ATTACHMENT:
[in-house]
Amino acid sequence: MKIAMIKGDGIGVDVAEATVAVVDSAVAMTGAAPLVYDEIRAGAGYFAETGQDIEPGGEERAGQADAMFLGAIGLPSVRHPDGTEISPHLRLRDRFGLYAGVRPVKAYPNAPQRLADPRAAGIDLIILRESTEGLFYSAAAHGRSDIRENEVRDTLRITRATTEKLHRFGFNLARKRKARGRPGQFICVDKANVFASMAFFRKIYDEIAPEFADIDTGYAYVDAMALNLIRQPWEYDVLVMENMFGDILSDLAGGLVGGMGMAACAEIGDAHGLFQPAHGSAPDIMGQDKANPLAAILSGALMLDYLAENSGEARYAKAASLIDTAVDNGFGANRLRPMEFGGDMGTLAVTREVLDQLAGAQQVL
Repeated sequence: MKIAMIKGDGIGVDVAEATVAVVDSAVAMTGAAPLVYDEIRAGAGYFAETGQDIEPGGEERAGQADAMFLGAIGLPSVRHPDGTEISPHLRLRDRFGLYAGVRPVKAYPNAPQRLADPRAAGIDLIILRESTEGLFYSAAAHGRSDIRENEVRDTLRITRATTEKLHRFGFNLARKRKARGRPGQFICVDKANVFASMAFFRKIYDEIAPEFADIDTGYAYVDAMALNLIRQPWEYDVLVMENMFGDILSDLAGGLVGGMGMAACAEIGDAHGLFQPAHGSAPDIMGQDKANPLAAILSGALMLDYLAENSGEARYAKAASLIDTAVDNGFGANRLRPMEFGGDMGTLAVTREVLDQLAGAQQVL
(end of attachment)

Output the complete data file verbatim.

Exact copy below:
[in-house]
Amino acid sequence: MKIAMIKGDGIGVDVAEATVAVVDSAVAMTGAAPLVYDEIRAGAGYFAETGQDIEPGGEERAGQADAMFLGAIGLPSVRHPDGTEISPHLRLRDRFGLYAGVRPVKAYPNAPQRLADPRAAGIDLIILRESTEGLFYSAAAHGRSDIRENEVRDTLRITRATTEKLHRFGFNLARKRKARGRPGQFICVDKANVFASMAFFRKIYDEIAPEFADIDTGYAYVDAMALNLIRQPWEYDVLVMENMFGDILSDLAGGLVGGMGMAACAEIGDAHGLFQPAHGSAPDIMGQDKANPLAAILSGALMLDYLAENSGEARYAKAASLIDTAVDNGFGANRLRPMEFGGDMGTLAVTREVLDQLAGAQQVL
Repeated sequence: MKIAMIKGDGIGVDVAEATVAVVDSAVAMTGAAPLVYDEIRAGAGYFAETGQDIEPGGEERAGQADAMFLGAIGLPSVRHPDGTEISPHLRLRDRFGLYAGVRPVKAYPNAPQRLADPRAAGIDLIILRESTEGLFYSAAAHGRSDIRENEVRDTLRITRATTEKLHRFGFNLARKRKARGRPGQFICVDKANVFASMAFFRKIYDEIAPEFADIDTGYAYVDAMALNLIRQPWEYDVLVMENMFGDILSDLAGGLVGGMGMAACAEIGDAHGLFQPAHGSAPDIMGQDKANPLAAILSGALMLDYLAENSGEARYAKAASLIDTAVDNGFGANRLRPMEFGGDMGTLAVTREVLDQLAGAQQVL